John Dawson, senior independent director of Ergomed, said the offer “fairly reflects the exceptional quality of the Ergomed business, its people and its future prospects”.

Its shares have surged by 26.8pc in early trading.

08:06 AM BST

FTSE 100 opens higher

UK markets opened higher amid increasing bets that the Federal Reserve was finished raising US interest rates, and amid hopes the steady drip feed of stimulus from Beijing will stabilise the Chinese economy.

The FTSE 100 was 0.6pc higher at 7,509.75 while the midcap FTSE 250 climbed 0.3pc to 18,599.24.

07:54 AM BST

Gas prices climb amid shrinking Norwegian output

European natural gas prices has extended last week’s gains after outages in Norway reduced supplies to Britain and the continent.

Benchmark Dutch futures jumped as much as 5.3pc in early trading after flows from Norway, Europe’s top producer, dropped to the lowest since at least 2015 over the weekend.

Output remains less than half the country’s total capacity.

While European demand remains muted and winter storage sites are nearly full, the dip in supplies adds nervousness to a market already rattled by risks of strikes in Australia.

Three fields in Norway have halted supplies since Saturday for works not previously notified to traders.

It comes as the market was already contending with a shutdown of the giant Troll field as well as other facilities.

Dutch front-month futures, Europe’s gas benchmark, traded 3pc higher at more than €36 a megawatt-hour. The UK equivalent contract added 4.5pc.

07:47 AM BST

Air traffic control chaos ‘still not explained,’ complains Ryanair

Budget airline Ryanair said more than 350 flights were cancelled on August 28 and 29 due to the air traffic control (ATC) failure, impacting 63,000 of its passengers.

The Irish carrier said the ATC failure – which caused widespread travel disruption last week and left passengers stranded – “has still not been explained”.

Ryanair carried 18.9m guests in total last month, up 11pc on a year earlier, it added.

Meanwhile, Hungarian low-cost airline Wizz Air said it carried 6.1m passengers in August, up 23.9pc on the same months last year.



07:42 AM BST

Wood wins £262m contract with largest North Sea oil producer

Consultancy and engineering firm Wood has won a $330m (£262m) contract with Harbour Energy, the biggest producer of oil and gas in the UK’s North Sea, the companies announced.

Wood said that under the new agreement it would provide a series of services to Harbour, including helping to operate and maintain its offshore sites and aiding the company with procurement and construction.

The initial five-year contract has the option to be extended, once a year, for another five years. It will “support the employment of hundreds of people,” Wood said.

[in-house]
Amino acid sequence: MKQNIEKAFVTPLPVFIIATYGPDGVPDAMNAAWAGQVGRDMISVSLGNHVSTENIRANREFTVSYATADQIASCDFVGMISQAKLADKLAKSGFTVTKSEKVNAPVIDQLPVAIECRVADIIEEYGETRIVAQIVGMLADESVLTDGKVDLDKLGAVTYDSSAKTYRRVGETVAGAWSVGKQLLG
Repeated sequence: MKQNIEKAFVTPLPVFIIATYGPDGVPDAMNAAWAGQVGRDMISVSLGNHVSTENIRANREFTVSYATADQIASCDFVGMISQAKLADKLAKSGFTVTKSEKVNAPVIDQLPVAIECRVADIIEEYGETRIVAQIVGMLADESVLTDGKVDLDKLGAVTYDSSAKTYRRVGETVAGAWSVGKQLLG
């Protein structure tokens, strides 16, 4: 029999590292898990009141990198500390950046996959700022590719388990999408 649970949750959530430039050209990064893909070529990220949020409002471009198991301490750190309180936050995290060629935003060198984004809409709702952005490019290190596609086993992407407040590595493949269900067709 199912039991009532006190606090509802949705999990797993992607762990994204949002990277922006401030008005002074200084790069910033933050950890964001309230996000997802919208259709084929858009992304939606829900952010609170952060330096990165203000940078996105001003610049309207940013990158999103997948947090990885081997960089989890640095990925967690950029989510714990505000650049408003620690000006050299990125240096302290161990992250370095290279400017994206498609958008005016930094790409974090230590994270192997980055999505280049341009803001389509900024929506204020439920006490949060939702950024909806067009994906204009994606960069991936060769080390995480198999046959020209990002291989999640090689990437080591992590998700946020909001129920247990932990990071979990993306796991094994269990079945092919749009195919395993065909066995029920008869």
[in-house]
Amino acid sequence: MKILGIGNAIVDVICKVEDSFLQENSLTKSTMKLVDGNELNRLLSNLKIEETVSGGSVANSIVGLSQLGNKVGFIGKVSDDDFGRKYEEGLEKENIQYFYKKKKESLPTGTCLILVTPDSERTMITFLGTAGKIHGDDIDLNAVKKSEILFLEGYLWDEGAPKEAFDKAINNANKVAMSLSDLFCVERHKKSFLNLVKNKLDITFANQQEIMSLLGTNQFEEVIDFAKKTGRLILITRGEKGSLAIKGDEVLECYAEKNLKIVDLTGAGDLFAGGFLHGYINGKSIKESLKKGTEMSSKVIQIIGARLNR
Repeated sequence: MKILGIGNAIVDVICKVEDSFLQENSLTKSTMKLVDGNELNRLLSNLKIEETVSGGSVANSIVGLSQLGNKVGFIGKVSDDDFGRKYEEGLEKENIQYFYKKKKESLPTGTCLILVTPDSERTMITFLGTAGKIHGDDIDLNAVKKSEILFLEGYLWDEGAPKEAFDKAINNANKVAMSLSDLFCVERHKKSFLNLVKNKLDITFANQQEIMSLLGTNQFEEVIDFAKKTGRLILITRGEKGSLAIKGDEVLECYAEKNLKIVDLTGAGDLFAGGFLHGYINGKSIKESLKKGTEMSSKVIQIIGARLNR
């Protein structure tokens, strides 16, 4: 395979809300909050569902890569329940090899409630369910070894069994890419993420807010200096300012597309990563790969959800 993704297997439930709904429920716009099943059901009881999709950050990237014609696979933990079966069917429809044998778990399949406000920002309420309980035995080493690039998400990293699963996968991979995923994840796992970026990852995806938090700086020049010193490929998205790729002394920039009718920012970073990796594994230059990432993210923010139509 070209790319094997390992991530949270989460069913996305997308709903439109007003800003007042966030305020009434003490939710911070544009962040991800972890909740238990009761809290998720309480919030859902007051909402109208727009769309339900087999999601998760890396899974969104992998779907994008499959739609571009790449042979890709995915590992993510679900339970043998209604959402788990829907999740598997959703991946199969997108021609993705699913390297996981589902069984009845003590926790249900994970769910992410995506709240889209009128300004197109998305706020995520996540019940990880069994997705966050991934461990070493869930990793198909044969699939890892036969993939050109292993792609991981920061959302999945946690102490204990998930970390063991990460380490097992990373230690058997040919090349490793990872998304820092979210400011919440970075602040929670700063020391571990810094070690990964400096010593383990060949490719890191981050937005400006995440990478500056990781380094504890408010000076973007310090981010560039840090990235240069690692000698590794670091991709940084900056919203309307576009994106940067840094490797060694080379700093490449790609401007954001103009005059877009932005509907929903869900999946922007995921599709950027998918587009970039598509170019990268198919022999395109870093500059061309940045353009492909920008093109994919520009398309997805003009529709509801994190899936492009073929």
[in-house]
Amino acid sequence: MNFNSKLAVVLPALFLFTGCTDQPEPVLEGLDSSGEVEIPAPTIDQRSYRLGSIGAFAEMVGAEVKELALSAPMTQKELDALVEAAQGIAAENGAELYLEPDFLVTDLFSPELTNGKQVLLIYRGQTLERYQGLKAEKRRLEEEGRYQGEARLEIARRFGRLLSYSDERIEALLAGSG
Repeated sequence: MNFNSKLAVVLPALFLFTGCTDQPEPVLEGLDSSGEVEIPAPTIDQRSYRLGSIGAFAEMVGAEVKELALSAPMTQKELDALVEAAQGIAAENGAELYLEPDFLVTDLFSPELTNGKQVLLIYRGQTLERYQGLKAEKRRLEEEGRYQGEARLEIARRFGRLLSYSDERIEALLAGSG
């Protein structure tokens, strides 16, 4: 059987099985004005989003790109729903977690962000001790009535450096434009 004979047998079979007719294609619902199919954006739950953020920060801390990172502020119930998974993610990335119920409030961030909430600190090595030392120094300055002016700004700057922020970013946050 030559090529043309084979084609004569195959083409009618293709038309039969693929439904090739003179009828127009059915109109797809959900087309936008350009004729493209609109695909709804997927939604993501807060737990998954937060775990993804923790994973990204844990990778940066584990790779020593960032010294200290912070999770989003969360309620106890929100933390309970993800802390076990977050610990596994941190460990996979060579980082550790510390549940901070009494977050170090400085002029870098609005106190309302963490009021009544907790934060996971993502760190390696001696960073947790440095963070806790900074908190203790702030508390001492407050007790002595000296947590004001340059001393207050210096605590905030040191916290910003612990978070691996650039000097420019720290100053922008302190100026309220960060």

Wood executive president of operations Steve Nicol said: “We have worked on North Sea assets for more than 50 years and excel in designing and managing the complexity of energy infrastructure while at the same time seeking to minimise associated emissions.”

Wood has won a contract with North Sea oil producer Harbour Energy

Wood has won a £262m contract with North Sea oil producer Harbour Energy – Igors Aleksejevs/iStockphoto

07:37 AM BST

Good morning

Thanks for joining me. The boss of BMW has warned that European car manufacturers risk being plunged into a battle with China that they cannot win as the EU pushes through with its ban on petrol cars.

In February, the European Parliament voted to approve a new law banning the sale of petrol and diesel cars from 2035.

5 things to start your day

1) Scramble to secure more power for Rishi Sunak’s supercomputer lab | Overloaded grid risks stalling PM’s bid to establish Britain as an international AI hub

2) ‘Cost of owning crisis’ as 50,000 fall into negative equity | Affected homeowners face difficulty selling or remortgaging as house prices plunge

3) Britain losing £750m from Chinese holidaymakers because of tourist tax | Shoppers are travelling to France, Italy and Spain instead, report finds

4) Gatwick second runway won’t clash with net zero, says airport chief | Stewart Wingate insists expansion will boost economy, as Rishi Sunak prepares to reject climate advice

5) The tycoons building an empire out of Britain’s bust beer brands | After first rescuing Black Sheep, the financiers have swooped on more struggling craft brewers

What happened overnight

Stocks were higher in Asia after Wall Street was boosted by a report that signalled the US jobs market, while still healthy, is showing some signs of cooling.

That supported investors’ hopes that the Federal Reserve may soon ease up on its campaign to slow the U.S. economy by raising interest rates.

“It appears that global markets are primed to be smitten with the idea of a ‘Nirvana’ Fed tightening outcome, entailing the ‘immaculate dis-inflation’ that does not cause employment pain,” Tan Boon Heng of Mizuho Bank said in a commentary.

Fresh stimulus from China’s financial regulators for the beleaguered property sector also supported buying. They have cut down-payment requirements for first and second-time home buyers and lowered rates on existing mortgages, noted Yeap Jun Rong of IG.

Hong Kong’s Hang Seng index jumped 2.4pc to 18,828.91 while the Shanghai Composite index added 1pc to 3,166.62.

Tokyo stocks ended higher, with the benchmark Nikkei 225 index adding 0.7pc to close at 32,939.18, while the broader Topix index closed up 1pc to a fresh 33-year high of 2,373.73.

In Seoul, the Kospi edged 0.2pc higher, to 2,569.52. Sydney’s S&P/ASX 200 added 0.5pc to 7,312.60.

Shares also rose in Taiwan and Southeast Asia.

US markets will be closed today for the Labor Day holiday.

Broaden your horizons with award-winning British journalism. Try The Telegraph free for 1 month, then enjoy 1 year for just $9 with our US-exclusive offer.

Leave a Comment